1 Applying Restorative Justice to Higher/Tertiary Education in the U.S. Molly C.S. Pierson IIRP 13th World Conference October 14, 2010
2 Overview Student Affairs in U.S. Higher Education Judicial Affairs/Student Conduct University RJ Programs Restorative Justice/Student Learning Community Circle Program, University of Michigan, Ann Arbor, U.S.
3 U.S. Higher Education Milestones Colonial Colleges Starting with the founding of Harvard 1636 Land-Grant Institutions Gott v. Berea Dixon v. Alabama CAS Standards Student Learning Imperative
4 Judicial Affairs/Student Conduct Always misconduct Birth of formal judicial affairs/conduct personnel, 1961 Disciplinary legalistic conflict resolution Promote moral and ethical development Growth in complexity & formation of national organization
5 Restorative Justice Programs in U.S. Higher Education Models: conduct boards, conferences, harmfocused conversations Restorative Conferences: facilitators, respondent(s), harmed parties, respondent support Colorado State University, Judicial Office Victim/Offender Restorative Conferences University of Michigan, Housing University of Colorado at Boulder, Municipal Connection Large student impact on surrounding town Representative harmed parties
6 Restorative Justice & Student Learning Situating learning in the learner s experience (Baxter Magolda 2004) One study found (Meagher 2009), Changed how they viewed themselves & others Feeling of resolution Learned new information & skills Changed behaviors
7 Changed How They View Themselves & Others It made me not as bitter to my neighbors that called either, cause when we were talking about everything, it made me kind of realize it was my fault. I wasn t as much like, I hate those neighbors. They need to move out.... so it made me feel a lot more put more blame on myself than I hate them kind of thing. JAMIE
8 Feeling of Resolution It is a cleansing process, and after you re done, it won t I m not gonna say it won t be on your mind ever again, but it is dramatically decreased, the amount of time that you spend thinking about like what happened what you would ve done. And you know, I think that most people, when they do something wrong, they have regrets, and they feel bad about the ways they ve affected their own lives, but also other people that they ve affected. So, mostly I would just say it s just a cleansing process. You feel a lot better coming out the other end. FARM BOY
9 Learned New Information &Skills The restorative process kind of instilled the notions of being a decent person, a civil human being, and sort of like a team player, like we re all in this together, and through communication, we can work most of our problems out that we have and really move on from any mishaps or any unfortunate occurrences that have happened in the past. BILLIAM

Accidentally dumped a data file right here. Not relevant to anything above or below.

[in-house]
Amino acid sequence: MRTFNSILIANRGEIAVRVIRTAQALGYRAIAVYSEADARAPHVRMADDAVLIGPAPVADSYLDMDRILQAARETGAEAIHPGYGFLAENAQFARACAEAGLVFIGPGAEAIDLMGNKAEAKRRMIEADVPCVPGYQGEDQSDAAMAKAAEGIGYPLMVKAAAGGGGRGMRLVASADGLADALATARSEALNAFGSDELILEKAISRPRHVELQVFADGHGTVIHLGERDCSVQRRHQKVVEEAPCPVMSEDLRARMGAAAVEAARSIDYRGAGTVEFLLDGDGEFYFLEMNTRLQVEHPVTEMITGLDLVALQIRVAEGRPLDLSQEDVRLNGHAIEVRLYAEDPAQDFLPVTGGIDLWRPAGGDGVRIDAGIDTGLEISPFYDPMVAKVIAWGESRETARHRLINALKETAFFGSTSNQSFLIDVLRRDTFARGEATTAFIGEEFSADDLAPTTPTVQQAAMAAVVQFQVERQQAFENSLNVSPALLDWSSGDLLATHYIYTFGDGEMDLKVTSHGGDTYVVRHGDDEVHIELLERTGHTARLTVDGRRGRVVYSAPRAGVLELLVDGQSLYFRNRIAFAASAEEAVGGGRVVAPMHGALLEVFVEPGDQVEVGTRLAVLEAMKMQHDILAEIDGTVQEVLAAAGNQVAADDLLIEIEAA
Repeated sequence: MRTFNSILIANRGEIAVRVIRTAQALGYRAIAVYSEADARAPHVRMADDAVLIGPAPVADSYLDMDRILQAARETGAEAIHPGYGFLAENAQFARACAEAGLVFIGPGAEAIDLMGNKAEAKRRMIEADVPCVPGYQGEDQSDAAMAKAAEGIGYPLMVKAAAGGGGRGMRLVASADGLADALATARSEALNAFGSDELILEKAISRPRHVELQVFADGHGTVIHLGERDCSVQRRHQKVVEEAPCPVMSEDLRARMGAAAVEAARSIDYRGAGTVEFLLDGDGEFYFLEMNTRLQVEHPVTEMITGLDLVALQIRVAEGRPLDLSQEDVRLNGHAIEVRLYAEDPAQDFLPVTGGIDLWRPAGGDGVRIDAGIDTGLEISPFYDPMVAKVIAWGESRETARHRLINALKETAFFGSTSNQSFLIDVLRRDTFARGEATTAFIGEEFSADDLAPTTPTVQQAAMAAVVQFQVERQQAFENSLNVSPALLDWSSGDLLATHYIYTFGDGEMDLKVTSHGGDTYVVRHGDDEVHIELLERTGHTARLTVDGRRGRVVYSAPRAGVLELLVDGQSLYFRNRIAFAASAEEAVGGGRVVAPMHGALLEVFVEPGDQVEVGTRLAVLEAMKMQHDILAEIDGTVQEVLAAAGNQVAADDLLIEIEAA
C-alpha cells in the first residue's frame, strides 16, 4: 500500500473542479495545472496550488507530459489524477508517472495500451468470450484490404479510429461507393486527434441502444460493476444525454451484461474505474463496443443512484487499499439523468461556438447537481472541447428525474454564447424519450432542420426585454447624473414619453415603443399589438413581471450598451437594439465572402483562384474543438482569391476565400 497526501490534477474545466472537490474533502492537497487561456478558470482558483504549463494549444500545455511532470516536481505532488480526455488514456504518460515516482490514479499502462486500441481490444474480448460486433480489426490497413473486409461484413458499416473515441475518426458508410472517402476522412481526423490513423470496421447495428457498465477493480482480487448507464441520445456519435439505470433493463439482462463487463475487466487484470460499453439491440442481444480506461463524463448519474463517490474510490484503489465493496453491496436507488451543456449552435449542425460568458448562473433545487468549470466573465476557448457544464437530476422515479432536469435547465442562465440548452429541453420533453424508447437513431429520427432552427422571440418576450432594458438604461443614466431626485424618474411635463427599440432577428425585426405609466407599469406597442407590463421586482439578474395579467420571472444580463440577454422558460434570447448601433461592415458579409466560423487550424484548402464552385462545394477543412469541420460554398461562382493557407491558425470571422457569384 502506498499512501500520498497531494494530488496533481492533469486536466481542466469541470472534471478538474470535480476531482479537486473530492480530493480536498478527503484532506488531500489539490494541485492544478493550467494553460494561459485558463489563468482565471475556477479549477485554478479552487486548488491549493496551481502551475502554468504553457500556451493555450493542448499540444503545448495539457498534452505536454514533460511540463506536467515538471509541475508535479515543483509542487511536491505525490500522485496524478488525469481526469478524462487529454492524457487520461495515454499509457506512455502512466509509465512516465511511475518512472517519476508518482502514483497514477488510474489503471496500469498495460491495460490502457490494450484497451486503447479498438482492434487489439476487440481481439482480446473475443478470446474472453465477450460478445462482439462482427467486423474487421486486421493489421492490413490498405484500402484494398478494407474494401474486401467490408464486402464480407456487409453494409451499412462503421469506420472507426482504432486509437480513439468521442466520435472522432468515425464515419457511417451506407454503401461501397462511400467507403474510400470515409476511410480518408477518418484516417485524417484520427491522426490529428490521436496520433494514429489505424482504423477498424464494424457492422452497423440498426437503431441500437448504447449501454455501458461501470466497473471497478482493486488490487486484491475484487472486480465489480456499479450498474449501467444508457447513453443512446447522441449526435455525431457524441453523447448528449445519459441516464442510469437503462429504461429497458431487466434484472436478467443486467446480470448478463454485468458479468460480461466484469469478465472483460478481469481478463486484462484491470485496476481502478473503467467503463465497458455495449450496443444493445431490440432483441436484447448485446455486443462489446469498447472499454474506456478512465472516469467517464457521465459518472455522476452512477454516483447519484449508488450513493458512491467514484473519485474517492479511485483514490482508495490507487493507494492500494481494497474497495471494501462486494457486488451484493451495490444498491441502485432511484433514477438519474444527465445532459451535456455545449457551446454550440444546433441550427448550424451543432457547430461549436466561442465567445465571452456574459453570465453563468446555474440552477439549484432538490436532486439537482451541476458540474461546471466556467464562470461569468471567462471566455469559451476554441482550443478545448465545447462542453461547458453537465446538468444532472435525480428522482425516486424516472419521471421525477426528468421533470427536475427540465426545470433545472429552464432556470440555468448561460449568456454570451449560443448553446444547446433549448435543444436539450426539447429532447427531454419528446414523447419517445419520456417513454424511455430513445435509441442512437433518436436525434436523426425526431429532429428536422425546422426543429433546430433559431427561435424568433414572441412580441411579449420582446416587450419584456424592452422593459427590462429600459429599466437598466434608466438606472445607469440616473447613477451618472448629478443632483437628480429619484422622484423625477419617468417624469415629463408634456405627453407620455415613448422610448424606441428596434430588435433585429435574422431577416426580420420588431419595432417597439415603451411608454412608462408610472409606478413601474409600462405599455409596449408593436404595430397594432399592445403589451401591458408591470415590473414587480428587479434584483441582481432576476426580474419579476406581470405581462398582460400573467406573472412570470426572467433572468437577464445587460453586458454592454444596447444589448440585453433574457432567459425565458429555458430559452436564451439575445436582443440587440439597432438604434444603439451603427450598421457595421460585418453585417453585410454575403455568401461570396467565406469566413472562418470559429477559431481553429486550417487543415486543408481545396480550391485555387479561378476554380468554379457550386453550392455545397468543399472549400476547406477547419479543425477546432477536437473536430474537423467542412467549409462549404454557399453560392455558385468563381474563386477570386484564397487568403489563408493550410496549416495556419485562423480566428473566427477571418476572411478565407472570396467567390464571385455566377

10 Changed Behavior Like, I haven t been into a fight since, and, like I said before, I mean, I ve been in quite a few.... Whereas, in the past, had that guy just said somethin to me like he did that night... when he made that racial remark towards me, I woulda just hit him, you know, and I would ve fought him, and I wouldn t have thought about it, you know, for a second. But right in that moment, I was like, This is not worth it. You know, I thought beyond the fact that, like, Okay, this guy s just ignorant. Like, Whatever he has to say, you know, it doesn't matter. So, it really changed me from that perspective. ANTONIO
11 Community Circles Program, University of Michigan Housing/Residence Education CLAM Student Facilitators Conference Model Howard Zehr & IIRP Conference Training
12 UM Housing RJ History Restorative justice principles infused in housing conflict resolution processes in 2003 Piloting the Community Circles Program Recruited and trained facilitators in Fall 2007 Cases began in Winter 2008 with 13 respondents Since then: Academic Year respondents Academic Year respondents Currently have 26 student facilitators Vander Velde, S., Gallagher, M., & Costa, A. (2010).
14 Resolution Options in UM Housing Arbitration: One-on-One meeting conducted by the hearing officer with those who caused the harm (respondent) to determine what restorative measures can be taken to the repair the harm committed. Community Circle: Group meeting involving the respondent(s), impacted parties, and any other affected party. All work together to come up with a resolution that will repair the harm done to the community. The dialogue is structured by two student facilitators. Vander Velde, S., Gallagher, M., & Costa, A. (2010).
15 Student Respondent Student (respondent) violates a CLAM policy Judicial administrator reviews incident report & determines if a CC is appropriate Arbitration or community circle is offered if accountability is taken by the respondent Information regarding the process is given & the respondent chooses to resolve it through CC Participates in community circle Fulfills community agreement & incident is removed from student record